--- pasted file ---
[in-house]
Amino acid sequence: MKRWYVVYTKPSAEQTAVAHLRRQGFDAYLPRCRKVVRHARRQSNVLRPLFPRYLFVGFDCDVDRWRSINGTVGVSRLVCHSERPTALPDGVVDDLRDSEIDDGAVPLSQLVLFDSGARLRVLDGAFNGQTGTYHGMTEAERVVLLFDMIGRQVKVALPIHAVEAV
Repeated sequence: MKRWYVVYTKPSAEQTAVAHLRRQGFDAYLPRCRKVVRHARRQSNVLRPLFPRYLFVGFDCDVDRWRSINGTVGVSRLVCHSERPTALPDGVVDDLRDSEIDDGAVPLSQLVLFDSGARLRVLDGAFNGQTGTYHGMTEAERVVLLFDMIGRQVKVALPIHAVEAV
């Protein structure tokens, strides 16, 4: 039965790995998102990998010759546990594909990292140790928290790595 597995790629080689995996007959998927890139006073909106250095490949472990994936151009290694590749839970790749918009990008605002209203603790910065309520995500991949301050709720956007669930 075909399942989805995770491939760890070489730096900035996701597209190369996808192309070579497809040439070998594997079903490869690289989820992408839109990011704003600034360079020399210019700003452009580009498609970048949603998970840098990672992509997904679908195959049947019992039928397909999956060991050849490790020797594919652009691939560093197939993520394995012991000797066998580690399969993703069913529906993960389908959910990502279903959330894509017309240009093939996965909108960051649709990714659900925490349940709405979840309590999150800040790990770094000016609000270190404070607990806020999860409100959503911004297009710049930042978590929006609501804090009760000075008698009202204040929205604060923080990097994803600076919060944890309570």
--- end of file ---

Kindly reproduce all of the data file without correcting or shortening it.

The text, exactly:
[in-house]
Amino acid sequence: MKRWYVVYTKPSAEQTAVAHLRRQGFDAYLPRCRKVVRHARRQSNVLRPLFPRYLFVGFDCDVDRWRSINGTVGVSRLVCHSERPTALPDGVVDDLRDSEIDDGAVPLSQLVLFDSGARLRVLDGAFNGQTGTYHGMTEAERVVLLFDMIGRQVKVALPIHAVEAV
Repeated sequence: MKRWYVVYTKPSAEQTAVAHLRRQGFDAYLPRCRKVVRHARRQSNVLRPLFPRYLFVGFDCDVDRWRSINGTVGVSRLVCHSERPTALPDGVVDDLRDSEIDDGAVPLSQLVLFDSGARLRVLDGAFNGQTGTYHGMTEAERVVLLFDMIGRQVKVALPIHAVEAV
């Protein structure tokens, strides 16, 4: 039965790995998102990998010759546990594909990292140790928290790595 597995790629080689995996007959998927890139006073909106250095490949472990994936151009290694590749839970790749918009990008605002209203603790910065309520995500991949301050709720956007669930 075909399942989805995770491939760890070489730096900035996701597209190369996808192309070579497809040439070998594997079903490869690289989820992408839109990011704003600034360079020399210019700003452009580009498609970048949603998970840098990672992509997904679908195959049947019992039928397909999956060991050849490790020797594919652009691939560093197939993520394995012991000797066998580690399969993703069913529906993960389908959910990502279903959330894509017309240009093939996965909108960051649709990714659900925490349940709405979840309590999150800040790990770094000016609000270190404070607990806020999860409100959503911004297009710049930042978590929006609501804090009760000075008698009202204040929205604060923080990097994803600076919060944890309570």